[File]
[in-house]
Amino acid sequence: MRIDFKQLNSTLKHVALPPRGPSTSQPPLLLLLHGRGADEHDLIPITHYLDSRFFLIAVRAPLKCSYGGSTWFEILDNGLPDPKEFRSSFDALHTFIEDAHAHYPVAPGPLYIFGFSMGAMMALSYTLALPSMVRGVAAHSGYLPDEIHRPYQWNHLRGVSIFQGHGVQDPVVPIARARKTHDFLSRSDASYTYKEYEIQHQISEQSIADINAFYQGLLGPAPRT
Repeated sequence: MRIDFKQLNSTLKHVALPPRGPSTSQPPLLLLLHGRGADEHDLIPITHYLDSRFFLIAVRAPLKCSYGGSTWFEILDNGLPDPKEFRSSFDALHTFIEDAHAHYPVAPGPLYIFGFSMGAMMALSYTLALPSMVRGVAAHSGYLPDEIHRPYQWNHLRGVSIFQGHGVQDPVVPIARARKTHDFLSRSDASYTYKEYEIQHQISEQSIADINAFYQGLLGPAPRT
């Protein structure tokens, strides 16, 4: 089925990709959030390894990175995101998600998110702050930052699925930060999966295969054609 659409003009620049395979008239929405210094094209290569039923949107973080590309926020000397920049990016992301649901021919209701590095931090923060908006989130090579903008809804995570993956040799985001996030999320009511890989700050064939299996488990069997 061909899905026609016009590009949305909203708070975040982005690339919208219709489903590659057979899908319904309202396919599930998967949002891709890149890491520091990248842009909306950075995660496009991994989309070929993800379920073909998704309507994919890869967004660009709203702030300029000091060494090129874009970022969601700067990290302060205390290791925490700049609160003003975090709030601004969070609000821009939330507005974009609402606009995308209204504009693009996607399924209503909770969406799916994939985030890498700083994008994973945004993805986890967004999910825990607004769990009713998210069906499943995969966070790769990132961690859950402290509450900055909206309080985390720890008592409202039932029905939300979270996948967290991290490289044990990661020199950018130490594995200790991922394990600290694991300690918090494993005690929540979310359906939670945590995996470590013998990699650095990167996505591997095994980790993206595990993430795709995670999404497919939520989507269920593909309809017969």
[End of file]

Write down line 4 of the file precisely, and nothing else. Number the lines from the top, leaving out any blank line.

């Protein structure tokens, strides 16, 4: 089925990709959030390894990175995101998600998110702050930052699925930060999966295969054609 659409003009620049395979008239929405210094094209290569039923949107973080590309926020000397920049990016992301649901021919209701590095931090923060908006989130090579903008809804995570993956040799985001996030999320009511890989700050064939299996488990069997 061909899905026609016009590009949305909203708070975040982005690339919208219709489903590659057979899908319904309202396919599930998967949002891709890149890491520091990248842009909306950075995660496009991994989309070929993800379920073909998704309507994919890869967004660009709203702030300029000091060494090129874009970022969601700067990290302060205390290791925490700049609160003003975090709030601004969070609000821009939330507005974009609402606009995308209204504009693009996607399924209503909770969406799916994939985030890498700083994008994973945004993805986890967004999910825990607004769990009713998210069906499943995969966070790769990132961690859950402290509450900055909206309080985390720890008592409202039932029905939300979270996948967290991290490289044990990661020199950018130490594995200790991922394990600290694991300690918090494993005690929540979310359906939670945590995996470590013998990699650095990167996505591997095994980790993206595990993430795709995670999404497919939520989507269920593909309809017969």